2. #2 Steve Higgins
    January 31, 2008

    So HP why don’t you tell us what’s so wrong with the statement. Why is it so Naive? How is the question misidentified?

  3. #3 Kagehi
    January 31, 2008

    Not to sound too disparaging myself, but in my experience, the way sociology and philosophy, as used in connection to it, get applied it makes it **way** to easy imho to become a Deepok Chopra, instead of coming up with halfway sane theories, which don’t rely one stuff that is either a) a complete misstatement/misunderstanding of some other field, or b) totally absurd. And people like Chopra, who rely almost entirely on sociology and philosophy manage both in spades.

    That purely mechanics based thinkers often miss stuff obvious to those two classes of people is a given. The problem is, its way too easy, given the often circular methodology that must be used to derive theories and test them (ethics often not allowing *real* experiments, so forensic style examination of *existing* behavior and false projection of those considered acceptable as normative being the most common solution), to fall prey to *thinking* you know what the heck is going on, when you may simply be looking at the consequence of what happens when you force a mailable brain into a set of sub optimal conditions, in which GIGO becomes the result (garbage in = garbage out). Those that study the mechanics want to know how and why you get both the results “and” how the brain gets *programmed* to produce the results, when you are stuck with those “observable” existing conditions, as well as how much of it is more or less hard coded in enough that it can’t be disrupted too easily. Sociology tries to go backwards and start with output, theorize about input, and.. well, that doesn’t work so well without some sort of foundational model to explain what the heck the data means *out of context* of the society that generates it.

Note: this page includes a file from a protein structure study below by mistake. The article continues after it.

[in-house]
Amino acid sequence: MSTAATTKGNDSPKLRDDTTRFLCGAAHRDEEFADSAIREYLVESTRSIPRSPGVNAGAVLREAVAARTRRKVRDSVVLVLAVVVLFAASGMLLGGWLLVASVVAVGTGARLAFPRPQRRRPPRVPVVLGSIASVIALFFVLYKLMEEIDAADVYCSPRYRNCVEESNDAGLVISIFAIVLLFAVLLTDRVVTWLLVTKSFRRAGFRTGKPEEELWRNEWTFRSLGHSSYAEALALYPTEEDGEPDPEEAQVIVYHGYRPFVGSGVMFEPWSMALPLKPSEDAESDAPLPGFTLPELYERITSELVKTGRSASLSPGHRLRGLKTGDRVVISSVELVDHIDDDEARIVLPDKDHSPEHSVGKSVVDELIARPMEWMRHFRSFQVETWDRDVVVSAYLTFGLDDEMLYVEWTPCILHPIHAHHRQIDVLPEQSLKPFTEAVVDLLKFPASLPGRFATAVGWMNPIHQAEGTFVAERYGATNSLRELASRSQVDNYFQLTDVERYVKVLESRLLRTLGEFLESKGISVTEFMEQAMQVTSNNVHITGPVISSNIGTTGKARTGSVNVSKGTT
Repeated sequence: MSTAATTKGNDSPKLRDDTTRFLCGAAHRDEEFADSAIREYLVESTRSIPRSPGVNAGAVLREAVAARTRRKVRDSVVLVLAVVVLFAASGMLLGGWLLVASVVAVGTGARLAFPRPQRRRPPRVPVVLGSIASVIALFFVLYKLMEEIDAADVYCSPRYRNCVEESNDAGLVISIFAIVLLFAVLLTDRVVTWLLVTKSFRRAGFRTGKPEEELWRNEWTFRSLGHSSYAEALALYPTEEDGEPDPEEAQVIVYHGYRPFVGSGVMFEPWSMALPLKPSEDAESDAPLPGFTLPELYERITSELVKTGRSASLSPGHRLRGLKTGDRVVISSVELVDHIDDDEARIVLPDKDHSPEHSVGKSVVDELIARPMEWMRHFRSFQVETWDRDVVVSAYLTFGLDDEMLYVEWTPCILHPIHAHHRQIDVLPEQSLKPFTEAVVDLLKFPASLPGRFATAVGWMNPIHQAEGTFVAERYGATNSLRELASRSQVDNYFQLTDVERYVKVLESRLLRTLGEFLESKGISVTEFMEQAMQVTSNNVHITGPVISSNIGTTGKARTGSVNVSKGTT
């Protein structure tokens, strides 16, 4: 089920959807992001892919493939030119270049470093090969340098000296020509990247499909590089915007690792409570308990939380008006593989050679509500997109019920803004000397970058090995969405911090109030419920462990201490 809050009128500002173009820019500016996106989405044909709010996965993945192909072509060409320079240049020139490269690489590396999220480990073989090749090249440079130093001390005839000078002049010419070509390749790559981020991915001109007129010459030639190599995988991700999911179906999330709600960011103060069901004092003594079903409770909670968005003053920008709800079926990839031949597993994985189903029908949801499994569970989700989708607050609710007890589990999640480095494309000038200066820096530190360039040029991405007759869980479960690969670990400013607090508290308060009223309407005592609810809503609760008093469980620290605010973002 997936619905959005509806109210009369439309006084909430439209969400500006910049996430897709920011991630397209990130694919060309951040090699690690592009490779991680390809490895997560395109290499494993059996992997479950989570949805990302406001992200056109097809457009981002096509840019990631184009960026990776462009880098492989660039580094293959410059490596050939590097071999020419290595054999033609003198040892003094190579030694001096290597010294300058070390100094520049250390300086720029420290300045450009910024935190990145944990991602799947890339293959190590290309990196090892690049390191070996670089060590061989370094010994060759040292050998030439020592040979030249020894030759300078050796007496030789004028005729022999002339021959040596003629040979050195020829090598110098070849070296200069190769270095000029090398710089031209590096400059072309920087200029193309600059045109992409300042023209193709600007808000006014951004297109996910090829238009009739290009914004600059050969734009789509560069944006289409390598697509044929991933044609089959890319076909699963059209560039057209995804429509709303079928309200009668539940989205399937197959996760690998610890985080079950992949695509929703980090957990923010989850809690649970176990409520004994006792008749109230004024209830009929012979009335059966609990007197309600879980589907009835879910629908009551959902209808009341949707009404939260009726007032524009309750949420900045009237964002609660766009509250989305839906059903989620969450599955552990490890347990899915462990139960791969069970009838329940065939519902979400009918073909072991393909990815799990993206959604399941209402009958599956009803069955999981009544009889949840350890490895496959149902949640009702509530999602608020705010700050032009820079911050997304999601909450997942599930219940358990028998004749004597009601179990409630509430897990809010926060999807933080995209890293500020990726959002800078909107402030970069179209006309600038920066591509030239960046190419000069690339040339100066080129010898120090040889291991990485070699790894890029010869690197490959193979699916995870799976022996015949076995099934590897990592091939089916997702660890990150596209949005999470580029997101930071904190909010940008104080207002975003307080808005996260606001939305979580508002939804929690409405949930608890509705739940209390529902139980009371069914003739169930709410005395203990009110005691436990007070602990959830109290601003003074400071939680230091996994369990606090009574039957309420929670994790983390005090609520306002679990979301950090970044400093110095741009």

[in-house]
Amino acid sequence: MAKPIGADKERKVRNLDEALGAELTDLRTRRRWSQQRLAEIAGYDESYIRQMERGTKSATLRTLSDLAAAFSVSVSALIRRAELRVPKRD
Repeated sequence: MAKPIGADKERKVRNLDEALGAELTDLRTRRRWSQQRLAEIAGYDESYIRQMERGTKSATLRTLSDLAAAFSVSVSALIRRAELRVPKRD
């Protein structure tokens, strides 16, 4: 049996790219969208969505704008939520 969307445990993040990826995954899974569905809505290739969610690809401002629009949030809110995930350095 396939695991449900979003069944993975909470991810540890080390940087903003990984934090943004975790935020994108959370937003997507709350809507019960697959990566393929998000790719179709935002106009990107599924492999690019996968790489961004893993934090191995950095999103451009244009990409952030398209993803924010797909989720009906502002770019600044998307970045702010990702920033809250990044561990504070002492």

Put simply, the only way you get universal answers is by stepping as far *outside* of the environment as possible, so the number of variables collapse as close to “1” as possible. Philosophy can’t do that, since its *based* one manipulation of variables, while sociology is forced to work within the variables, and, at best, merely tries to limit there impact, with varied and sometimes inadequate success.

    Or, so my experience would seem to imply.

  4. #4 HP
    February 1, 2008

    So HP why don’t you tell us what’s so wrong with the statement. Why is it so Naive? How is the question misidentified?

    Steve, start here. Then keep going.

    Bear in mind that Peirce was building on the work of others, and that others since him in many different disciplines have built on his work. But to my mind, he is to language what Darwin is to evolution.

    The problem of language is not a simple problem. I am a mere dilettante. But it seems crazy — bordering on intellectual dishonesty — to ignore what’s come before, simply because you have newer and more rigorous tools.

    If you were building a house, would you ignore the history of architecture simply because you have a power saw?

  5. #5 Josh
    February 1, 2008

    HP: It’s interesting that you brought up Pierce. I’ve only heard of him in passing, but I understand he was the founder of semiotics. Here’s Dan Sperber and Diedre Wilson in a very influential book (Relevance) from 1986: “The recent history of semiotics has been one of simultaneous institutional success and intellectual bankruptcy.”

    The challenge, I think, to any scientist trying to incorporate linguistics or philosophy into their work, is that so much of it is self-contradictory. Chomsky, for instance, is currently saying there’s no such thing as semantics (if I understand him correctly). Tell that to Jackendoff, a semanticist. (Just to mention two of the most influential living linguists.)

    You are absolutely right that a lot of time is wasted by being ignorant of what other fields are doing. Of course, linguistics and philosophy are no less guilty of this than others.